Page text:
Guest post and photos by Marcia in Rhode Island.
Every family has one. A non-conformist.
In the pine family, juniper is the rebel. Unlike its cousin, the slender and erect red cedar, juniper spreads low to the ground, sloppily, in all directions. Another cousin, white pine, can be lumbered, while juniper is almost impossible to uproot. And a third cousin, hemlock, has feathery soft needles; juniper’s are nasty, vicious little things.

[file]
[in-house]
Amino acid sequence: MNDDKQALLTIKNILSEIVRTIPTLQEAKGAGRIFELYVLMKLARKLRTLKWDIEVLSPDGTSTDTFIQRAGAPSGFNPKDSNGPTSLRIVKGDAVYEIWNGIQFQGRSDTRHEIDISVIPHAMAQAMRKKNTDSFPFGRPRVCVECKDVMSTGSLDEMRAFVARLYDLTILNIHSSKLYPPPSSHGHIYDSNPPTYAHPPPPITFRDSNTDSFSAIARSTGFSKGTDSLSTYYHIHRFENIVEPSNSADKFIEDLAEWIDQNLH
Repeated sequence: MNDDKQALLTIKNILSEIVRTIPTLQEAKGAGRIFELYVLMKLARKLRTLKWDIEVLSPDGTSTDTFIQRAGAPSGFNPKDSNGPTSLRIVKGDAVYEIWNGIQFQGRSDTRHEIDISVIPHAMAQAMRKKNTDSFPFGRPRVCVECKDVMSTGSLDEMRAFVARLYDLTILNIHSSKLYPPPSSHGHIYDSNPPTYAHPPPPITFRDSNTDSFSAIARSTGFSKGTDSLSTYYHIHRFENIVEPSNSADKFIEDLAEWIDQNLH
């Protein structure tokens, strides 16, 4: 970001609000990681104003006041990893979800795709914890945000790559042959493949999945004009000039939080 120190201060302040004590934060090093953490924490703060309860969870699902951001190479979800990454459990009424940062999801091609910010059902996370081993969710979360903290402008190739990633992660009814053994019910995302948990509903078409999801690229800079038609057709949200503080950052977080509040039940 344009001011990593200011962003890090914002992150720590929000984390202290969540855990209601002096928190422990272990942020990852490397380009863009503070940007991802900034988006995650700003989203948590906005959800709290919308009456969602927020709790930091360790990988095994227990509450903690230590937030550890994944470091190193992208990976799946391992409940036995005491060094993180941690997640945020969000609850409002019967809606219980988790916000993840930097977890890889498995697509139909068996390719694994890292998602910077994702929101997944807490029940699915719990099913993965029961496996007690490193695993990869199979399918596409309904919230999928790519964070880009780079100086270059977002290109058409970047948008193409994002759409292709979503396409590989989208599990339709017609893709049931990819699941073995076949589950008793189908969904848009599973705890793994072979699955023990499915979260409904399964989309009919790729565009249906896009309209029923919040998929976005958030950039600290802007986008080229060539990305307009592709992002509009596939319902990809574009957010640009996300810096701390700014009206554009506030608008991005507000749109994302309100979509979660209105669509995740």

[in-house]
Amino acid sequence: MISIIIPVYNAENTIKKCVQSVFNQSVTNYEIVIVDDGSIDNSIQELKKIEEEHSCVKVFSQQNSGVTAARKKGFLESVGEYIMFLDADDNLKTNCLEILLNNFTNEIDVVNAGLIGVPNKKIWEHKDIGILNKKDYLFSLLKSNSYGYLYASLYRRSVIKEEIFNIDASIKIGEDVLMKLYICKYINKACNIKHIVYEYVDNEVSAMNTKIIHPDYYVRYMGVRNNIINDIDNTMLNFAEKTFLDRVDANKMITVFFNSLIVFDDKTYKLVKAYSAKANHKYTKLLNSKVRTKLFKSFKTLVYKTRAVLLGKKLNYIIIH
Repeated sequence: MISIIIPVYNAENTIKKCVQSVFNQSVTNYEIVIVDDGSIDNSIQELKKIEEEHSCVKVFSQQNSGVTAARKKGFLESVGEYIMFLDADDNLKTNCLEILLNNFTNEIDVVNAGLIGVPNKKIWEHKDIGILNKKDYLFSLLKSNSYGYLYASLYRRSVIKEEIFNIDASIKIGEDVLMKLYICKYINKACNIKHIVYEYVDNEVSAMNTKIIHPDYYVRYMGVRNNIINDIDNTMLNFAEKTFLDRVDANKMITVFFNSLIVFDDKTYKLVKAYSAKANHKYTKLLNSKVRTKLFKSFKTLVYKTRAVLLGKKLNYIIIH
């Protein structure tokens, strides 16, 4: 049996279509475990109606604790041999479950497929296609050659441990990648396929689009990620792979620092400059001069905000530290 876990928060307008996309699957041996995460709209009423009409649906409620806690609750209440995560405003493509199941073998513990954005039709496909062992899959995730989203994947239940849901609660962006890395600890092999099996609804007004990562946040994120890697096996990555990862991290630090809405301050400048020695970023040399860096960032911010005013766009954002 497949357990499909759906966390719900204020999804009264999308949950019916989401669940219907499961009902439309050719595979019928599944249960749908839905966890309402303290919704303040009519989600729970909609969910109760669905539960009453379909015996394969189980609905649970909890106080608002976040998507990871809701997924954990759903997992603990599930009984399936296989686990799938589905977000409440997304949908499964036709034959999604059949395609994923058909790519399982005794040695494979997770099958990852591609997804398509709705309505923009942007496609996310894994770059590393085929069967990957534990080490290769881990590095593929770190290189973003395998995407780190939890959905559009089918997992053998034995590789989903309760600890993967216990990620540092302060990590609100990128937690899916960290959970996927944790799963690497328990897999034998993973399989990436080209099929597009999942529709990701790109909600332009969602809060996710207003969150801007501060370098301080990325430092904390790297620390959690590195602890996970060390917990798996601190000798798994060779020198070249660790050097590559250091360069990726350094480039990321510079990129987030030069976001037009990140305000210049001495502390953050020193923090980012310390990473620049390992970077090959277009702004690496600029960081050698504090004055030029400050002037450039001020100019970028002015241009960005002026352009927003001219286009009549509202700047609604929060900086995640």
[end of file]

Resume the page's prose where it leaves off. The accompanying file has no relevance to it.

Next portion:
Most of the pine cousins have woody cones that send seeds flying into the wind; the fruits start off as a cluster of fleshy scale, and when they dry out, they look like the familiar pine cones.
Juniper holds its cones tightly on the branches; the scales stay fleshy and look like berries, but they’re not. What we call juniper berries are actually soft purplish “pine cones”.